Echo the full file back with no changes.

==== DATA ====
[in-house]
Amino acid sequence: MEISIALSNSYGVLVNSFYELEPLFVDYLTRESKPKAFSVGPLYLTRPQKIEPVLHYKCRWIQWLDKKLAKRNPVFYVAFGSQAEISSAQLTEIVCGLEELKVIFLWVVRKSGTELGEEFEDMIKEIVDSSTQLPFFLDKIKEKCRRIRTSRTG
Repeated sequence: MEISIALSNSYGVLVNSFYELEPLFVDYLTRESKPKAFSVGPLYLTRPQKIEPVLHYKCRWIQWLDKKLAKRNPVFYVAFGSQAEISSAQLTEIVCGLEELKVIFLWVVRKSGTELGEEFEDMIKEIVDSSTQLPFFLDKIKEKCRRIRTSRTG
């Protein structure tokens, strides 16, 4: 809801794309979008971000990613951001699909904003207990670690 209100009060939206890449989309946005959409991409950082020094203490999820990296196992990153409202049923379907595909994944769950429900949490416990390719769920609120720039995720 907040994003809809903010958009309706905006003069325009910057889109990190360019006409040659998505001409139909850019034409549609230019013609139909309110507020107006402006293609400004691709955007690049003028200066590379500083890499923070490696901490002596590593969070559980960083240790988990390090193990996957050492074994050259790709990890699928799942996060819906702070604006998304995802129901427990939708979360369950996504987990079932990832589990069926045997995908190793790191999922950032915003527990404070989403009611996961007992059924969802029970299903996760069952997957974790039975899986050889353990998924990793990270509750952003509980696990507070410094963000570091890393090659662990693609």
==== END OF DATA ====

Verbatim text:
[in-house]
Amino acid sequence: MEISIALSNSYGVLVNSFYELEPLFVDYLTRESKPKAFSVGPLYLTRPQKIEPVLHYKCRWIQWLDKKLAKRNPVFYVAFGSQAEISSAQLTEIVCGLEELKVIFLWVVRKSGTELGEEFEDMIKEIVDSSTQLPFFLDKIKEKCRRIRTSRTG
Repeated sequence: MEISIALSNSYGVLVNSFYELEPLFVDYLTRESKPKAFSVGPLYLTRPQKIEPVLHYKCRWIQWLDKKLAKRNPVFYVAFGSQAEISSAQLTEIVCGLEELKVIFLWVVRKSGTELGEEFEDMIKEIVDSSTQLPFFLDKIKEKCRRIRTSRTG
């Protein structure tokens, strides 16, 4: 809801794309979008971000990613951001699909904003207990670690 209100009060939206890449989309946005959409991409950082020094203490999820990296196992990153409202049923379907595909994944769950429900949490416990390719769920609120720039995720 907040994003809809903010958009309706905006003069325009910057889109990190360019006409040659998505001409139909850019034409549609230019013609139909309110507020107006402006293609400004691709955007690049003028200066590379500083890499923070490696901490002596590593969070559980960083240790988990390090193990996957050492074994050259790709990890699928799942996060819906702070604006998304995802129901427990939708979360369950996504987990079932990832589990069926045997995908190793790191999922950032915003527990404070989403009611996961007992059924969802029970299903996760069952997957974790039975899986050889353990998924990793990270509750952003509980696990507070410094963000570091890393090659662990693609």